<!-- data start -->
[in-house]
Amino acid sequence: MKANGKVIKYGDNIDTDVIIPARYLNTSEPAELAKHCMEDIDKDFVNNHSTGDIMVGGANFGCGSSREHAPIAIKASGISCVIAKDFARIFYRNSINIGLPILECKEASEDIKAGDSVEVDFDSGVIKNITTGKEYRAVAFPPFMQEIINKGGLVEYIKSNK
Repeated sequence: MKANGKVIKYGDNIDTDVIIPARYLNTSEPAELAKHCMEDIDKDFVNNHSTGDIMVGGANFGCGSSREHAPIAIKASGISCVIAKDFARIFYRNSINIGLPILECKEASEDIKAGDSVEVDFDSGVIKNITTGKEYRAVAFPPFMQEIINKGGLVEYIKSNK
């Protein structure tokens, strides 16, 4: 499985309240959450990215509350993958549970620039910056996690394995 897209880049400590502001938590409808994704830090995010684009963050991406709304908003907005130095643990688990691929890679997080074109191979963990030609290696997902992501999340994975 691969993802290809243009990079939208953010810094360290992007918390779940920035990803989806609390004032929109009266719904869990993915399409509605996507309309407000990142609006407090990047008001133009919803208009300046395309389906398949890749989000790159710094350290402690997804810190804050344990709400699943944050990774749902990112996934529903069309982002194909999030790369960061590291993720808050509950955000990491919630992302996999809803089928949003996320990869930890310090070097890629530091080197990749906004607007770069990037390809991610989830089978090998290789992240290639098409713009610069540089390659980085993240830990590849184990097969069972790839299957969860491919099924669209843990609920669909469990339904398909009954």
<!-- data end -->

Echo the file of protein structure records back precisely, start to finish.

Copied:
[in-house]
Amino acid sequence: MKANGKVIKYGDNIDTDVIIPARYLNTSEPAELAKHCMEDIDKDFVNNHSTGDIMVGGANFGCGSSREHAPIAIKASGISCVIAKDFARIFYRNSINIGLPILECKEASEDIKAGDSVEVDFDSGVIKNITTGKEYRAVAFPPFMQEIINKGGLVEYIKSNK
Repeated sequence: MKANGKVIKYGDNIDTDVIIPARYLNTSEPAELAKHCMEDIDKDFVNNHSTGDIMVGGANFGCGSSREHAPIAIKASGISCVIAKDFARIFYRNSINIGLPILECKEASEDIKAGDSVEVDFDSGVIKNITTGKEYRAVAFPPFMQEIINKGGLVEYIKSNK
């Protein structure tokens, strides 16, 4: 499985309240959450990215509350993958549970620039910056996690394995 897209880049400590502001938590409808994704830090995010684009963050991406709304908003907005130095643990688990691929890679997080074109191979963990030609290696997902992501999340994975 691969993802290809243009990079939208953010810094360290992007918390779940920035990803989806609390004032929109009266719904869990993915399409509605996507309309407000990142609006407090990047008001133009919803208009300046395309389906398949890749989000790159710094350290402690997804810190804050344990709400699943944050990774749902990112996934529903069309982002194909999030790369960061590291993720808050509950955000990491919630992302996999809803089928949003996320990869930890310090070097890629530091080197990749906004607007770069990037390809991610989830089978090998290789992240290639098409713009610069540089390659980085993240830990590849184990097969069972790839299957969860491919099924669209843990609920669909469990339904398909009954």